Either way, just know that your target keyword goes in the alt text of the featured image. Use related keywords for the alt text of secondary images.

6) Image names

Same thing for image names. All those images I mentioned above should include your keyword in the name. What I like to do is use the blog post title for the featured image name. And for secondary images, I’ll use different variations of my related keywords.

For instance, the alt text for my main post image might be something like:

12 Blogger Plugins That Will Skyrocket Your Blog | Here’s a list of plugins I use on my blog and what I use them for. I’m hoping that a few of them will be useful for you too. Click through to see all the plugins!

And my image name would be:


7) In the post URL

We’re almost there. The last place you want to include your keyword is in the URL of your post (for WordPress, this would be your permalink).

seo friendly url See how the URL for my SEO for bloggers post is conversionminded.com/seo-for-bloggers/, and not some strange set of numbers, like conversionminded.com/2017/5/6/, or even conversionminded.com/p25?. That’s what you want yours to look like.

Note: If you need to change your URL after you publish your post, use this redirection plugin to redirect people to your post’s new home instead of a Page Not Found.

Phew! You made it. Glad we got that out of the way. I bet you’re probably thinking That’s great, Sandra, but how do I get my keyword in all these places?

Stay with me, friend, here’s how:

3) Install the Yoast SEO plugin

Luckily, you don’t have to remember all of these SEO tweaks on your own! If you use WordPress, the Yoast SEO plugin is indispensable and tops my list of bangin’ plugins for bloggers.

Once you install it, you’ll see a section beneath the edit window where you can enter your keyword, edit the SEO title, and write a meta description.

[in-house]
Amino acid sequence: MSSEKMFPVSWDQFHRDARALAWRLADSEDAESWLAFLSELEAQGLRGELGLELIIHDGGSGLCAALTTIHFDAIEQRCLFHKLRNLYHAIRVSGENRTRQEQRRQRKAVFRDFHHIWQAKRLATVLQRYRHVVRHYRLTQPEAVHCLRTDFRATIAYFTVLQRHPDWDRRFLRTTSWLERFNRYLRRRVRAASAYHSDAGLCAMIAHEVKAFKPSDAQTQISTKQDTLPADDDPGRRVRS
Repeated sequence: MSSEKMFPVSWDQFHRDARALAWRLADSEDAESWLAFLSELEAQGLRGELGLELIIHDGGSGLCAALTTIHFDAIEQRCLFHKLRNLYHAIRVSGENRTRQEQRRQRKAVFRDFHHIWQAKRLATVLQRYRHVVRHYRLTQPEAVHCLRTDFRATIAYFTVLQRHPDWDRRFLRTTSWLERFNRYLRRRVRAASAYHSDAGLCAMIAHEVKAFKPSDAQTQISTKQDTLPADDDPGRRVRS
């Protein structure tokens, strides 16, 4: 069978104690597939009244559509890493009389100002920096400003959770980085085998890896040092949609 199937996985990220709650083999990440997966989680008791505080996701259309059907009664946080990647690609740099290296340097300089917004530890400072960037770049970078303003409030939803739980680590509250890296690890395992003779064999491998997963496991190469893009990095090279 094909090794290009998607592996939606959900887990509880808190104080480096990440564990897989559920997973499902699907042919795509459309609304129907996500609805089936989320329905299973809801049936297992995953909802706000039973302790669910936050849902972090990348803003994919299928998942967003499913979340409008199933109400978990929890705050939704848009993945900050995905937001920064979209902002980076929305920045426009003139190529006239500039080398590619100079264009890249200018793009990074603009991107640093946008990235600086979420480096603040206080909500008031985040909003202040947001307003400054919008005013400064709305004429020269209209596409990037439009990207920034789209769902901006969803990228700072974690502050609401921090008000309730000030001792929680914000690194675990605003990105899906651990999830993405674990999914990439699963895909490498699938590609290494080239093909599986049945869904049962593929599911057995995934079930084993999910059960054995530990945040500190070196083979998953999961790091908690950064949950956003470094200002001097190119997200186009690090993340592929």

wordpress seo by yoast From there, the Yoast plugin will give you a checklist of things to do, including keyword prompts for your content, permalink, images, headings, and other places we covered above. You’ll know Yoast is happy when you scroll up to the Publish section (top right) and see the green “SEO Good” icon. 🙂

Related: 14 Things to Do to Every Blog Post Before You Hit Publish

4) Link to related blog posts

Links to your website are good! They send signals to Google that your content is popular and tell it to start paying more attention to your website.

Problem is, it can be hard to control external links (from other websites to yours). You know what you can control though?

Internal links.

Those are the ones that link from your post to related blog posts on your website. They help Google understand what your post is about, make you look popular, and increase your average visit time. All of this is good stuff, friend!

Plus, readers will spend more time hopping around from post to post. That’s another one of those things that tells Google, Hey people love my content. Gotta boost it now. *wink.

This right here is an example of interlinking.

5) Check your site speed

Google is all about the user experience and knows that people peace out when sites load slowly, so site speed is a HUGE ranking factor.